Dealing with Property Rentals
With regard to rent and inheritance tax, there are two scenario’s that you might have to deal with: either the deceased may have rented a property, or the deceased may have rented out a property. We will now deal with these scenarios separately.
The Deceased Has Rented a Property to Line In
If the deceased has rented a property privately the person named in their will as acting on their behalf (or if there is not a will the person who has been chosen to act on their behalf) must give notice to end the tenancy. Usually the contract will stipulate a notice period of between one and two months. In many cases the Landlord will be willing to let you off paying rent if they understand your situation, though they are in no way obligated to do so. Many contracts can be easily broken if you can find someone to move in to the house asap.
If the property is rented from the council can be automatically transferred to a live in spouse, civic partner of family member providing that they have lived in that house for 12 months or more. The property can possibly be transferred to a relative or spouse who has lived there for less long, or to a non-relative, depending on the relevant councils policy. Tenants in the house who no longer wish to live there may be able to transfer to another council house if they put their case to the council.
The Deceased Has Rented out a Property to Someone Else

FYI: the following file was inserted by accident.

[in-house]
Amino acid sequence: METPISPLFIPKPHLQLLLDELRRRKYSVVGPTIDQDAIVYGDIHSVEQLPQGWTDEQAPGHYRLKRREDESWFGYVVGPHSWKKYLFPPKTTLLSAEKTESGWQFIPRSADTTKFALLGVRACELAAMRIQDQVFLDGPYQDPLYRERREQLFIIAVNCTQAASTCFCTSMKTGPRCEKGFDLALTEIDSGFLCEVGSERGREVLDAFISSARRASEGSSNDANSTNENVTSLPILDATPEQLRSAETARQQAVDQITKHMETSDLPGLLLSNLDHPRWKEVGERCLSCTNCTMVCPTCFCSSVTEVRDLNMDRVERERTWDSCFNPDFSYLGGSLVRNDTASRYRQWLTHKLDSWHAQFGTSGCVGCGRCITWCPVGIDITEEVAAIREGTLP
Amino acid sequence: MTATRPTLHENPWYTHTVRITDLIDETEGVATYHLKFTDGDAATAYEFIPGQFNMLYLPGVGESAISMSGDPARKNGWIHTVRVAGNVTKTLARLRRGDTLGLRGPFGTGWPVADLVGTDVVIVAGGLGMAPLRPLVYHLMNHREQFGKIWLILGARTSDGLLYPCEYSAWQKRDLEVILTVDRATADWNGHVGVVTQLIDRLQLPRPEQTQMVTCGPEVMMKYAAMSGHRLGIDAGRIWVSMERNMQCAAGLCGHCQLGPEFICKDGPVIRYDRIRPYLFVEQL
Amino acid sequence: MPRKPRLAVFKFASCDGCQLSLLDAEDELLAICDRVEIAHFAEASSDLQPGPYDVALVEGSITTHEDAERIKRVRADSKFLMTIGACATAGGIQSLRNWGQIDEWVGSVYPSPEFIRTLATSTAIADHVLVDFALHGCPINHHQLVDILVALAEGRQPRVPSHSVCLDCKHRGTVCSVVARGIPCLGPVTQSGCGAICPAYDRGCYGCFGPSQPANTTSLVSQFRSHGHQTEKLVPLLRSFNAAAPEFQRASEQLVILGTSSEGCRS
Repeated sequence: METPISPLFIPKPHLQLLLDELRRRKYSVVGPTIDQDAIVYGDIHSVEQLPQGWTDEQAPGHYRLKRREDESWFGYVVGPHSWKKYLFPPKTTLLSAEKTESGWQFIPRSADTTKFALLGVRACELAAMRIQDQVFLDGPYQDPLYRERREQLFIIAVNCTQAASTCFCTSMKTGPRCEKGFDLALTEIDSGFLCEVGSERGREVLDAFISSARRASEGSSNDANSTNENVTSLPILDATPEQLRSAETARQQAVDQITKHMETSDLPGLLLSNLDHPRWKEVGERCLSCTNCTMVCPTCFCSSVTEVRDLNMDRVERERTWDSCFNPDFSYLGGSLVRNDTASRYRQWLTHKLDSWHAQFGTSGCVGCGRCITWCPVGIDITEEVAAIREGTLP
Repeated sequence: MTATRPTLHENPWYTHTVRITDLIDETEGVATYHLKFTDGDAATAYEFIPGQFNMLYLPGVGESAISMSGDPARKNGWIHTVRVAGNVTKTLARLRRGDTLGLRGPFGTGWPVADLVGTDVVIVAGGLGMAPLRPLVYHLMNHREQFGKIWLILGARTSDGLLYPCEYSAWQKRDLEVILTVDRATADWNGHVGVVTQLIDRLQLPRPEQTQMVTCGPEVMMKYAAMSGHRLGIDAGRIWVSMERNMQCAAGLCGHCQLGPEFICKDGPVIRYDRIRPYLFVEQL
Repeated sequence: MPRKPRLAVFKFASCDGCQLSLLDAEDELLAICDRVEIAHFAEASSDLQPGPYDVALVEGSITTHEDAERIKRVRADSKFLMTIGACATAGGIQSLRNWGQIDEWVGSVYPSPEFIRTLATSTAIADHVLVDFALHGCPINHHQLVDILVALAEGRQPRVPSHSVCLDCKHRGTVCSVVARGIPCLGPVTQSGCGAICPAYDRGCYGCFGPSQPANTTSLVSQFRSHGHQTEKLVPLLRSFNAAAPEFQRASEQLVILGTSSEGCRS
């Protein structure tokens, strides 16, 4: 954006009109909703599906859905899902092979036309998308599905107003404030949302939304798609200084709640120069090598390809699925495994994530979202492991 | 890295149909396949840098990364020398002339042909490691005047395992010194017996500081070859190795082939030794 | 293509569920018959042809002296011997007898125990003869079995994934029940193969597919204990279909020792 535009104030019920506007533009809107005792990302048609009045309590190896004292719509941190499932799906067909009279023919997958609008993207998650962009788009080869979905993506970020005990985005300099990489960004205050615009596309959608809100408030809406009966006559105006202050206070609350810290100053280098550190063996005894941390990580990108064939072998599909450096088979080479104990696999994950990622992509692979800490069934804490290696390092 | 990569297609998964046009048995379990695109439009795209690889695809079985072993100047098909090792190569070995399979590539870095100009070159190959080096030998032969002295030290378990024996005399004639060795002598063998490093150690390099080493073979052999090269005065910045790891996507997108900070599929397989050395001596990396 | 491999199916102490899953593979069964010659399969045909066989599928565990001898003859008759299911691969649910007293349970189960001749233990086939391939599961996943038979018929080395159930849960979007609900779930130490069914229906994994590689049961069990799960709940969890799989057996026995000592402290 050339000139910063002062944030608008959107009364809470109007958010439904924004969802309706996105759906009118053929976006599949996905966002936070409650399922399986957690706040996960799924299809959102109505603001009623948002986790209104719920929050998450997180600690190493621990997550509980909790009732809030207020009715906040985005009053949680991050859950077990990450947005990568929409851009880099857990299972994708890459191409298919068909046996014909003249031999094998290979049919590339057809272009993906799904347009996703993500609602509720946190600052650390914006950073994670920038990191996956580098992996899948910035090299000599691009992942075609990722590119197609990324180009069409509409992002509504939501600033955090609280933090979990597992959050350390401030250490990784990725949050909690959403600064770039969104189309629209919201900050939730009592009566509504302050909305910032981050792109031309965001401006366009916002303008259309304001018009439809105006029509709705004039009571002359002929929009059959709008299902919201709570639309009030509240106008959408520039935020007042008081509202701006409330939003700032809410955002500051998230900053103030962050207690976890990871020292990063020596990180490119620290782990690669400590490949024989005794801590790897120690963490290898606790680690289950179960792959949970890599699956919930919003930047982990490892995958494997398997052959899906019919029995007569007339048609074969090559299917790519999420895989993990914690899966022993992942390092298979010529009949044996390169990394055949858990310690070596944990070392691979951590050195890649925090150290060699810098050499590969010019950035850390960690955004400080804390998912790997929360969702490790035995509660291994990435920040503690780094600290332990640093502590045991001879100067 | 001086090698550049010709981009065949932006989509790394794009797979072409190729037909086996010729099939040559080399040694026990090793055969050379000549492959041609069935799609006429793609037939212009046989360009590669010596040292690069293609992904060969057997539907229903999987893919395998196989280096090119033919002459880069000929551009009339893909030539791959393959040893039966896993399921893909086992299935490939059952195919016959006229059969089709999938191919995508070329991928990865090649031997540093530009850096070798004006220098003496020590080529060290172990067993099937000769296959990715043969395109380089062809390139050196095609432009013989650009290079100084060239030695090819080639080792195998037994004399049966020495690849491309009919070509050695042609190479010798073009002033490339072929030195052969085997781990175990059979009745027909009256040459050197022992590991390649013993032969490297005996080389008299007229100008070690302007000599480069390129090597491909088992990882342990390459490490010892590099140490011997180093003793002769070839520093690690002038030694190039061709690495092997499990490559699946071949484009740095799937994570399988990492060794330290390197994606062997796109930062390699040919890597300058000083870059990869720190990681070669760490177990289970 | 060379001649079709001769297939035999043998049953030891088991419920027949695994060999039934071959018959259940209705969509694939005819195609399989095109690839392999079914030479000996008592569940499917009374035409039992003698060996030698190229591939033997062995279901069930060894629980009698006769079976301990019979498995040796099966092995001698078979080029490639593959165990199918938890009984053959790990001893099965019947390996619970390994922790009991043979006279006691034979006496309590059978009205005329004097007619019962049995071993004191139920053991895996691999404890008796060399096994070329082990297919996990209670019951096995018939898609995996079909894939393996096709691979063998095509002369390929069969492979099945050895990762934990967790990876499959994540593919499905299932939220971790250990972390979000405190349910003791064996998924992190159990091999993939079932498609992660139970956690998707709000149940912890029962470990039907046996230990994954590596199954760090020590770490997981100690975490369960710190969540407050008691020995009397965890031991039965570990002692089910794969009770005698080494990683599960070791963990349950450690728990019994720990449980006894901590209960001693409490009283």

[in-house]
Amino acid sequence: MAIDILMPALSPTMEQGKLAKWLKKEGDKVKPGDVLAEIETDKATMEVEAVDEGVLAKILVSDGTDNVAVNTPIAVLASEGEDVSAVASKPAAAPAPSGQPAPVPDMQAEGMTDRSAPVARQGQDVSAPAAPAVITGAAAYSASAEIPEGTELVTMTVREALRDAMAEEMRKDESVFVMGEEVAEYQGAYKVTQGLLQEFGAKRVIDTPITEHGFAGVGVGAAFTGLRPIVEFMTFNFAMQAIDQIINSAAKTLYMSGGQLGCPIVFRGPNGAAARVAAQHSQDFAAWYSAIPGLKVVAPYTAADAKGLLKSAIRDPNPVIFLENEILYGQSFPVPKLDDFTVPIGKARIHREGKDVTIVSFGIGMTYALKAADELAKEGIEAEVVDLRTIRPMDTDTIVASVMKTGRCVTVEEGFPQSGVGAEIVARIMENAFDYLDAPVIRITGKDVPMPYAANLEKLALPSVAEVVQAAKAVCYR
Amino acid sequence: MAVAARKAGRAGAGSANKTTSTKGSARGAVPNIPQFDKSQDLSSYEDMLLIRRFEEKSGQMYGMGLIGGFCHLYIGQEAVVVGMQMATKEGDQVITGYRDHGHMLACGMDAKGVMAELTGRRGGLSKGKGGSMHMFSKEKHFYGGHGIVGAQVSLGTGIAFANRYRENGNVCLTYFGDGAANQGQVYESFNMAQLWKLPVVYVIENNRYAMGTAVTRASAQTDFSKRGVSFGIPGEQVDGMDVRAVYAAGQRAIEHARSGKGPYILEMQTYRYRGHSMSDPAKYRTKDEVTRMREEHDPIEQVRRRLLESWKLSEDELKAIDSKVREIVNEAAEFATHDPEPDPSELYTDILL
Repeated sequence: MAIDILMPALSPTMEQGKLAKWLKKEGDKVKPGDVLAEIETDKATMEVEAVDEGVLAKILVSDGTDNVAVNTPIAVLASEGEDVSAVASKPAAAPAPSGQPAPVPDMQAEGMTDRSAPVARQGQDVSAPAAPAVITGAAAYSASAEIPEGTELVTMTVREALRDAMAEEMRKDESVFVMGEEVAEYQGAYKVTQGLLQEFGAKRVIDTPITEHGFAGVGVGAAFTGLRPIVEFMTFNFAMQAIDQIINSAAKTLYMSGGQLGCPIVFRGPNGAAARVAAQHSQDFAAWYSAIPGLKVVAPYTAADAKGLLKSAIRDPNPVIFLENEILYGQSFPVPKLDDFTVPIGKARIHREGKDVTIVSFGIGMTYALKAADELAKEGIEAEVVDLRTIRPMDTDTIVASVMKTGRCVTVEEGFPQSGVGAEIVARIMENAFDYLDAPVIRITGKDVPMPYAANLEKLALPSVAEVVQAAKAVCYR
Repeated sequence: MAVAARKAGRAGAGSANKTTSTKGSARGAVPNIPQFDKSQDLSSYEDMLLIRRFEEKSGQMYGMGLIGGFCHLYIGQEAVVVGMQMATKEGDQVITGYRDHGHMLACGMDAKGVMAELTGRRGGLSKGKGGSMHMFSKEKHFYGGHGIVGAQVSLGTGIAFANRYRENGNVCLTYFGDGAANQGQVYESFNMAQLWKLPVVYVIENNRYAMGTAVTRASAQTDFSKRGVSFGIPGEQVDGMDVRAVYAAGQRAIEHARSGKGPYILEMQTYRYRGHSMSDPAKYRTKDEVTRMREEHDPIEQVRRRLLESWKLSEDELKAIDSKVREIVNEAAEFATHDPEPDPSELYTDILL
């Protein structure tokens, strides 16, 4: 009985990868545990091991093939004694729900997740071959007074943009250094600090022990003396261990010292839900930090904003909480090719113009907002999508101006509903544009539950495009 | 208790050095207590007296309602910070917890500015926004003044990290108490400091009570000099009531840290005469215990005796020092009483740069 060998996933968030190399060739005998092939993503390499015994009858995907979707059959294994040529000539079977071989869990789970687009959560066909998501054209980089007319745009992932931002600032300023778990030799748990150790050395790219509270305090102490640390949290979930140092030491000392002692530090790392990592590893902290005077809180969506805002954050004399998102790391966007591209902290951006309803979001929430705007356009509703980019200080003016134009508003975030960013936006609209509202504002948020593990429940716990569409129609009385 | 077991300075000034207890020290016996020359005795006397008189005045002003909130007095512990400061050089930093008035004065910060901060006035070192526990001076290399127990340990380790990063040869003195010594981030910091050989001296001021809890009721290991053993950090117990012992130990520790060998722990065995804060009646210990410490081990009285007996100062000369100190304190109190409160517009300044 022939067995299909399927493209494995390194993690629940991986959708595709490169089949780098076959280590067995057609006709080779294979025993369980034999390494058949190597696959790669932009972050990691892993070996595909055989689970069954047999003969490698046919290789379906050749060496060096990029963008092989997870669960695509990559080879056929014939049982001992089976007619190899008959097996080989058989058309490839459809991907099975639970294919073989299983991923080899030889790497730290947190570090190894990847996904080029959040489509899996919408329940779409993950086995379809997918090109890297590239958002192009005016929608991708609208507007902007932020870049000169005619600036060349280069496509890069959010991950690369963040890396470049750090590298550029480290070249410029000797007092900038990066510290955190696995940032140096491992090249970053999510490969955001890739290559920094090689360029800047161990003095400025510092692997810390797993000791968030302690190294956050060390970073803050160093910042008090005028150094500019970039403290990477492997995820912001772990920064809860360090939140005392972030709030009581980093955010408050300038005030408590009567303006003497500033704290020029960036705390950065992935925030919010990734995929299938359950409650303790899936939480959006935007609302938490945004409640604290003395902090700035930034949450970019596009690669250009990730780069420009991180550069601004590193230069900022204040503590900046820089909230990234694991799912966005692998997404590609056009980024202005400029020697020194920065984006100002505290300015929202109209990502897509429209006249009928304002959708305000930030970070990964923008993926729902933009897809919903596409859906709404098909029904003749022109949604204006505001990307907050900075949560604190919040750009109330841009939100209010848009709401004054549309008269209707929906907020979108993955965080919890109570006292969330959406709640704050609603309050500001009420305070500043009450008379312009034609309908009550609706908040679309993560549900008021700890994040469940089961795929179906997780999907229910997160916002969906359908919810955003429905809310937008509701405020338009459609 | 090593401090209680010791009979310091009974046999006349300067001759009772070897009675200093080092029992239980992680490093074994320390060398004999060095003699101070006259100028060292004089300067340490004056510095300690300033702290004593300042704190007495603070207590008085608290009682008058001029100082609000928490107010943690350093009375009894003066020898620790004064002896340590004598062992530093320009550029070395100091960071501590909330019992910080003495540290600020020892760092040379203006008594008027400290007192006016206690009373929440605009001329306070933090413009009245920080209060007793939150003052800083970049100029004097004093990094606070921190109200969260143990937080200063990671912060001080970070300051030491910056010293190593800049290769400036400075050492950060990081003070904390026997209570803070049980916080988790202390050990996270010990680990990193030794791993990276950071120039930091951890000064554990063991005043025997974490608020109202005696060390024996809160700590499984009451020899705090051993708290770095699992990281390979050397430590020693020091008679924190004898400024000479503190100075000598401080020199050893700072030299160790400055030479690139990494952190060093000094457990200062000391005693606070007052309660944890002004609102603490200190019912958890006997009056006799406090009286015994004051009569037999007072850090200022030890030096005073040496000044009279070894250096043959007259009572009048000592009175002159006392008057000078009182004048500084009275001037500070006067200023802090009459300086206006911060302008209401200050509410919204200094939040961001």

If you find that you have inherited a property that the deceased has rented out and it has a tenant living in it you will be immediately responsible as the landlord of that property. The first thing to do may be to contact the tenant, remembering that they too may feel shock and grief at the death of their landlord, who may have become close to them on some level. If you wish for the tenant to move on it is best to adhere to the terms of the tenancy agreement, which will normally entail them staying on until the end of their standard 12 month shorthold tenancy agreement. It may be a good idea to establish right away if the tenant has all of their rent paid up, which may require looking at the personal finances of the deceased and, if possible, talking to any lawyer they may have used. Be aware that your grief is no protection against acting promptly in honouring all of your obligations as a landlord.
Remember that you may need to sell the house in order to free up funds to pay the Inheritance Tax. Also remember that as part of your inheritance the house is liable to be taxed as part of the estate whther there is a tenant in it or not, although this can be covered with funds from other areas of the deceased estate.